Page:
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JavaScript string immutable | Basics

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JavaScript string are immutable objects means once a String object is assigned to String reference the object value cannot be changed.

You can’t change a character within a string with something like:

var myString = "abcdef"; 
myString[0] = 'c';

The string manipulation methods such as trim, slice return new strings.

In the same way, if you have two references to the same string, modifying one doesn’t affect the other

let a = b = "hello";
a = a + " world";
// b is not affected

JavaScript string immutable

Simple example code.

<!DOCTYPE html>
<html lang="en">
   let string1 = 'hello';
   let string2 = string1;

   console.log('string1 ->', string1);
   console.log('string2 ->', string2);

  console.log('string1 === string2 ->', string1 === string2); // true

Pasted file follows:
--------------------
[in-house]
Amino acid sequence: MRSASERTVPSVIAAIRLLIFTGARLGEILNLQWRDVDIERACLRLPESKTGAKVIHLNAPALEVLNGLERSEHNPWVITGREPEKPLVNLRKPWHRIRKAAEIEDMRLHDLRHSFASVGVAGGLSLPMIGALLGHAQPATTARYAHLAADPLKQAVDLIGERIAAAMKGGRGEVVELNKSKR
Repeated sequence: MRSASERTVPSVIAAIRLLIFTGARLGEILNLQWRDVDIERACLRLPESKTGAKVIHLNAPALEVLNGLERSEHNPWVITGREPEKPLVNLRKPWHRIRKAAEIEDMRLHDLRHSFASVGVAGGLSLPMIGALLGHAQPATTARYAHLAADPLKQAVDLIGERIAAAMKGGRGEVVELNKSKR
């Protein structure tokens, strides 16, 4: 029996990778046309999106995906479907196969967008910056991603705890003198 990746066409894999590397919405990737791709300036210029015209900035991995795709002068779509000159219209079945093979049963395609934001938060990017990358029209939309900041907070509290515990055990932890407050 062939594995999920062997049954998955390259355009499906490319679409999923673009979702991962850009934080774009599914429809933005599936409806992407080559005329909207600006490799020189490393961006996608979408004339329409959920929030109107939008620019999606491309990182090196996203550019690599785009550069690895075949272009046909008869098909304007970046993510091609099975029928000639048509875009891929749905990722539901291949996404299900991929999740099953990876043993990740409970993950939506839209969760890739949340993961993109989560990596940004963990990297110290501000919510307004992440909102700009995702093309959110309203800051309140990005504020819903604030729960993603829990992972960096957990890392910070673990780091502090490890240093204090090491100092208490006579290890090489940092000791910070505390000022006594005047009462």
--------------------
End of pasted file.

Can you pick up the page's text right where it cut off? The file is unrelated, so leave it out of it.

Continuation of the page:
string1.concat(' world!');
  console.log('string1 ->', string1); // still just 'hello', because `concat` doesn't (and cannot) mutate the original string

  string1 = string1.concat(' world!'); // change by reassignment
  console.log('string1 ->', string1); // *now* it reflects the change

  // but now string 1 and string 2 are different
  console.log('string1 ->', string1);
  console.log('string2 ->', string2);

  // and not equal
  console.log('string1 === string2 ->', string1 === string2);

  // also, since they are immutable, strings are just compared by *value*, so we can do this

  console.log('"hello" === string2 ->', "hello" === string2); //true


JavaScript string immutable

Do comment if you have any doubts or suggestions on this JS string topic.

Note: The All JS Examples codes are tested on the Firefox browser and the Chrome browser.

OS: Windows 10

Code: HTML 5 Version

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